Monday, April 28, 2014

Autosomal DNA Testing with FamilyTreeDNA

Friday was DNA Day, and in honor of that, as well as my mother asking about the results of her swabbing the inside of her cheek for me last fall, I thought I would try to explain the results of testing my DNA with FamilyTreeDNA.
In February, I did share an update of my matrilineal line, noting that my mitochondrial haplogroup was U5b2a1a1. The FamilyTreeDNA website notes that regions where most others share this mtDNA haplogroup include England, Scotland, and Norway. (I'm not surprised.)

The test I did with FamilyTreeDNA also included an autosomal test. The autosomal DNA test works across genders to locate cousins from all parts of your family tree, unlike mtDNA which is passed down from my mother's mother's mother, etc. or Y-DNA, which is passed down from father to son. I don't have Y-DNA to test, so I asked my brother to test. I will blog about that separately.

My initial foray into DNA testing was with AncestryDNA (see my ethnicity results here) but FamilyTreeDNA is a bit different. They do have a beta version of ethnicity results, but as of now, they don't seem as comprehensive as at AncestryDNA.

I also had my mother test with FamilyTreeDNA. Since I received my mtDNA from her, I did not test her for that, but I had her autosomal DNA tested, which is FamilyTreeDNA's Family Finder product.

Of course, one of the features of FamilyTreeDNA is the ability to contact potential cousins. The reason I wanted to have my mother tested is so if I'm trying to figure out how I am related to someone else who has had their autosomal DNA tested, I can see if that potential cousin is related to my mother; if not, then the cousin is related to me through my dad (who died in 1993 so I can't test his DNA).

I have not had much luck confirming cousin relationships; the few who I have been in contact with are either very distant cousins, related through colonial-era ancestors or we can't determine how we are related. Admittedly, I have not spent much time on this, and I hope to spend more time contacting matches in the next few months.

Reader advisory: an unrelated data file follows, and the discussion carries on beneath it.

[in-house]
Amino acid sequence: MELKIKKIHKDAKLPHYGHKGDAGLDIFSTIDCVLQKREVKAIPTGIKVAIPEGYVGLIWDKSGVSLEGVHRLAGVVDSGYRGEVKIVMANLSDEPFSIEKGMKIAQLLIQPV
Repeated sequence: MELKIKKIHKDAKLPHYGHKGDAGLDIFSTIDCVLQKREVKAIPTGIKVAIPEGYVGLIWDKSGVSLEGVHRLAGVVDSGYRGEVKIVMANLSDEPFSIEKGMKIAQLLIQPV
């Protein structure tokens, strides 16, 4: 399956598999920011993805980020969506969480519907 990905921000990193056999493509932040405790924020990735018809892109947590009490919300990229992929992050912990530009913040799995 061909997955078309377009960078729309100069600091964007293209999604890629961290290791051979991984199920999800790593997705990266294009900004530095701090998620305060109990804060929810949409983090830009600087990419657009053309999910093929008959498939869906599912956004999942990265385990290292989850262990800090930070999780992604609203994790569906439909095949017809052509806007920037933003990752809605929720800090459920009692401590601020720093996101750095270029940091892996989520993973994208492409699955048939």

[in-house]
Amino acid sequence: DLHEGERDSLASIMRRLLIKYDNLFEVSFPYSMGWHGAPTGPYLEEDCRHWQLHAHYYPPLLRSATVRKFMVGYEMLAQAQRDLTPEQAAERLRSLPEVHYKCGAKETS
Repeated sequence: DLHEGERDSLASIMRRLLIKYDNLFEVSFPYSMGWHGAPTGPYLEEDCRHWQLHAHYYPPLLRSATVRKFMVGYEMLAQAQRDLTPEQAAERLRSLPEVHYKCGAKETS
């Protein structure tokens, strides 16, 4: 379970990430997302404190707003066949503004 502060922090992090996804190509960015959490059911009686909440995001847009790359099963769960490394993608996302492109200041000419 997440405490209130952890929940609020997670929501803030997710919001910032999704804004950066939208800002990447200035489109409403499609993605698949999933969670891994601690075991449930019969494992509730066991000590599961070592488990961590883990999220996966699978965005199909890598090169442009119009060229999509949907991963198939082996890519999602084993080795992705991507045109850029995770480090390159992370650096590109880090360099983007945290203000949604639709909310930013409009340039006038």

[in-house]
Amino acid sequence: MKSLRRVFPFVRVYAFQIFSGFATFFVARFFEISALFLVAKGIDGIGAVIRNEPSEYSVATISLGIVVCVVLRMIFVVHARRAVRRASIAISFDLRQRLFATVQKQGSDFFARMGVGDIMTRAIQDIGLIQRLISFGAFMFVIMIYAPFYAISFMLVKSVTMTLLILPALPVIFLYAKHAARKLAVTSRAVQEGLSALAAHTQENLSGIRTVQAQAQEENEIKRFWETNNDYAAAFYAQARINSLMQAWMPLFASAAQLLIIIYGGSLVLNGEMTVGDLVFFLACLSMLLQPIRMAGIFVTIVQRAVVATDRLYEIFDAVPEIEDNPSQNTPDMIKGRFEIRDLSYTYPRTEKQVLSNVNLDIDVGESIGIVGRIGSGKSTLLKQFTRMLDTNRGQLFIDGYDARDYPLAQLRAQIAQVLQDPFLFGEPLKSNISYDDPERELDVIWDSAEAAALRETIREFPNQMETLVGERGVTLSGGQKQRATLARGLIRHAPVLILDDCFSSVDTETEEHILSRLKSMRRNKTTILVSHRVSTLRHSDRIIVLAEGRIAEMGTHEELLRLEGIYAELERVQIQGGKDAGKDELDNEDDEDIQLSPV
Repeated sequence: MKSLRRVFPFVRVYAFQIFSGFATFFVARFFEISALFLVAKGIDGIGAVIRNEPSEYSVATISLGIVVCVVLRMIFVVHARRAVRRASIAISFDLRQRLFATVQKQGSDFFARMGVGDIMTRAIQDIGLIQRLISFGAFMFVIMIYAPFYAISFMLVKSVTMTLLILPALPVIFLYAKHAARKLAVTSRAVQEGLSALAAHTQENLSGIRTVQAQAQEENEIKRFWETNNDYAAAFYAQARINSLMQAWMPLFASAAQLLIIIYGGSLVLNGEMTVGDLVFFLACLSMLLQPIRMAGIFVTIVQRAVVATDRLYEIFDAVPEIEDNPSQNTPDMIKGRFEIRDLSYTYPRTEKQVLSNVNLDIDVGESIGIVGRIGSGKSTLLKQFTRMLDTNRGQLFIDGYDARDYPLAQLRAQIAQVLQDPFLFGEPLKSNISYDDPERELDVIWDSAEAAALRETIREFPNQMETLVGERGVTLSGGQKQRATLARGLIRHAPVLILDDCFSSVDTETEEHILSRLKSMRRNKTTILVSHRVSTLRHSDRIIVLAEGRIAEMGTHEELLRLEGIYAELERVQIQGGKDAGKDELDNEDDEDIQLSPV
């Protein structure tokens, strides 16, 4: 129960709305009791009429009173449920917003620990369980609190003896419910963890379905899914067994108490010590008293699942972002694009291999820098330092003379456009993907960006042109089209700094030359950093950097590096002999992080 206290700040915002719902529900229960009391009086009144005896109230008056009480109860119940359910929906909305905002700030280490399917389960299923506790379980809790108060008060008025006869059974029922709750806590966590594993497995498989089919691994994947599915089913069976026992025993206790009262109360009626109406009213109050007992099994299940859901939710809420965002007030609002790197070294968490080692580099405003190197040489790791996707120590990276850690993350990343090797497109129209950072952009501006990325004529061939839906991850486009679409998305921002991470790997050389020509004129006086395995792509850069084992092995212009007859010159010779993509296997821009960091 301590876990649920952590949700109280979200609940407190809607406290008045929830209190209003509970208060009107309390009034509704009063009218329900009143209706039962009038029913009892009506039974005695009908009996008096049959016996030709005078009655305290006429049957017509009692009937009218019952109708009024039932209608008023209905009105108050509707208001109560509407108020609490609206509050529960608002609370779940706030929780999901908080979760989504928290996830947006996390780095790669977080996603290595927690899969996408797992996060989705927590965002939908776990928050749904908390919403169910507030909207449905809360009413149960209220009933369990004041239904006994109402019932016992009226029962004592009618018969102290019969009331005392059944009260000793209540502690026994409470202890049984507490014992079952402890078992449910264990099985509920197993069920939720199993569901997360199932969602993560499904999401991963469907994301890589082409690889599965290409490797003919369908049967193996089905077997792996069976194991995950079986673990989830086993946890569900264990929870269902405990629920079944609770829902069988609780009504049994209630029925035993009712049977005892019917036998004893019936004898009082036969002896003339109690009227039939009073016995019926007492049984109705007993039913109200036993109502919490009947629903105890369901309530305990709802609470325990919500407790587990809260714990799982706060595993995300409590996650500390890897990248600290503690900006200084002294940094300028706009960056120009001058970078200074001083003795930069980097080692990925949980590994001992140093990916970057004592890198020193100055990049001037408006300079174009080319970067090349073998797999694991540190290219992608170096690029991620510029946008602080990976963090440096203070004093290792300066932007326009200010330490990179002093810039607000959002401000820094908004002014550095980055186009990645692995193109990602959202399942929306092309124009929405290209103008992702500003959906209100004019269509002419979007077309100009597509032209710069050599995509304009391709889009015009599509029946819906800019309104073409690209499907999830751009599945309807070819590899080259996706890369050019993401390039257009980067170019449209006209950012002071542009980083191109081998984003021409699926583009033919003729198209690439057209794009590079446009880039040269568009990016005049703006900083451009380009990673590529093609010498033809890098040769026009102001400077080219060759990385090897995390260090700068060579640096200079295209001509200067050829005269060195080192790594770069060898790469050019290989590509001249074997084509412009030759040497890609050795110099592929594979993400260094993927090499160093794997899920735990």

The science behind the DNA testing is somewhat complicated and, although I basically understand it, I find it challenging to describe, so for those who are interested, I suggest reading about using DNA for genealogy at one of the following sites:

Your Genetic Genealogist (at http://www.yourgeneticgenealogist.com)
The Legal Genealogist's posts about DNA (at http://www.legalgenealogist.com/blog/category/dna/)
DNAeXplained – Genetic Genealogy (at http://dna-explained.com)
Kitty Cooper's Blog (at http://blog.kittycooper.com/)

Or search the extensive Geneabloggers blogroll for "DNA" (at http://geneabloggers.com/genealogy-blogs/) or search blog postings for DNA or similar terms (at http://geneabloggers.com/search-geneablogger-member-blogs/). This is a fun way to find what other bloggers have shared in their search for cousins using DNA.

2 comments:

  1. Emily D. Aulicino's book Genetic Genealogy: The Basics is also a great resource for people beginning DNA research.

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    1. Thank you for sharing this information. And thanks for reading and commenting.

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